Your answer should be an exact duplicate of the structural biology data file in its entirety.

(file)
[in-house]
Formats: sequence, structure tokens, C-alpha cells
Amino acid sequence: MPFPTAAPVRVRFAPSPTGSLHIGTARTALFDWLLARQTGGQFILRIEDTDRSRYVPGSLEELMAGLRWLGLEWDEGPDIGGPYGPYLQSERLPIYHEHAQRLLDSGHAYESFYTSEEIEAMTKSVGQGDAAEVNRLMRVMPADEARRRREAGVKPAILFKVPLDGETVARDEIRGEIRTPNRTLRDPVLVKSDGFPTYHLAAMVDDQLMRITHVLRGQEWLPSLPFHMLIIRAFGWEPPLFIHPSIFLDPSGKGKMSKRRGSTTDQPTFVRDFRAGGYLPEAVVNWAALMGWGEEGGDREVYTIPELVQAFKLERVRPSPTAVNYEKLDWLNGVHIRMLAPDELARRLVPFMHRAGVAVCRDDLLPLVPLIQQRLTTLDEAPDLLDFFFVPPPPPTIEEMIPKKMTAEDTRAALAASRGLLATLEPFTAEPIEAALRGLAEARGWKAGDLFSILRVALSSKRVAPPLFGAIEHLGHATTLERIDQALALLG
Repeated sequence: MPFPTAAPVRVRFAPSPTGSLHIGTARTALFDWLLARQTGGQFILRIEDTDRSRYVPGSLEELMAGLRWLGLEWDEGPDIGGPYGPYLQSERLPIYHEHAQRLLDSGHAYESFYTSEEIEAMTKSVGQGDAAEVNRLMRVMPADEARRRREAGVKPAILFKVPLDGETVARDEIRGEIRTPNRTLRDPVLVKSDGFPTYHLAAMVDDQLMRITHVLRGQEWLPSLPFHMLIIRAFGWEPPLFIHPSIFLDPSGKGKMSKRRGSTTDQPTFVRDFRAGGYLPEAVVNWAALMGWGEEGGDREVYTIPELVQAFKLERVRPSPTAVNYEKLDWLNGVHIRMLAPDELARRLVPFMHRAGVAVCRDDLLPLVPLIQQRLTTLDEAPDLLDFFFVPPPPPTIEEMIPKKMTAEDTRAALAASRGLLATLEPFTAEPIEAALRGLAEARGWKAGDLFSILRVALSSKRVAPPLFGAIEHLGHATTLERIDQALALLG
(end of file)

[in-house]
Formats: sequence, structure tokens, C-alpha cells
Amino acid sequence: MPFPTAAPVRVRFAPSPTGSLHIGTARTALFDWLLARQTGGQFILRIEDTDRSRYVPGSLEELMAGLRWLGLEWDEGPDIGGPYGPYLQSERLPIYHEHAQRLLDSGHAYESFYTSEEIEAMTKSVGQGDAAEVNRLMRVMPADEARRRREAGVKPAILFKVPLDGETVARDEIRGEIRTPNRTLRDPVLVKSDGFPTYHLAAMVDDQLMRITHVLRGQEWLPSLPFHMLIIRAFGWEPPLFIHPSIFLDPSGKGKMSKRRGSTTDQPTFVRDFRAGGYLPEAVVNWAALMGWGEEGGDREVYTIPELVQAFKLERVRPSPTAVNYEKLDWLNGVHIRMLAPDELARRLVPFMHRAGVAVCRDDLLPLVPLIQQRLTTLDEAPDLLDFFFVPPPPPTIEEMIPKKMTAEDTRAALAASRGLLATLEPFTAEPIEAALRGLAEARGWKAGDLFSILRVALSSKRVAPPLFGAIEHLGHATTLERIDQALALLG
Repeated sequence: MPFPTAAPVRVRFAPSPTGSLHIGTARTALFDWLLARQTGGQFILRIEDTDRSRYVPGSLEELMAGLRWLGLEWDEGPDIGGPYGPYLQSERLPIYHEHAQRLLDSGHAYESFYTSEEIEAMTKSVGQGDAAEVNRLMRVMPADEARRRREAGVKPAILFKVPLDGETVARDEIRGEIRTPNRTLRDPVLVKSDGFPTYHLAAMVDDQLMRITHVLRGQEWLPSLPFHMLIIRAFGWEPPLFIHPSIFLDPSGKGKMSKRRGSTTDQPTFVRDFRAGGYLPEAVVNWAALMGWGEEGGDREVYTIPELVQAFKLERVRPSPTAVNYEKLDWLNGVHIRMLAPDELARRLVPFMHRAGVAVCRDDLLPLVPLIQQRLTTLDEAPDLLDFFFVPPPPPTIEEMIPKKMTAEDTRAALAASRGLLATLEPFTAEPIEAALRGLAEARGWKAGDLFSILRVALSSKRVAPPLFGAIEHLGHATTLERIDQALALLG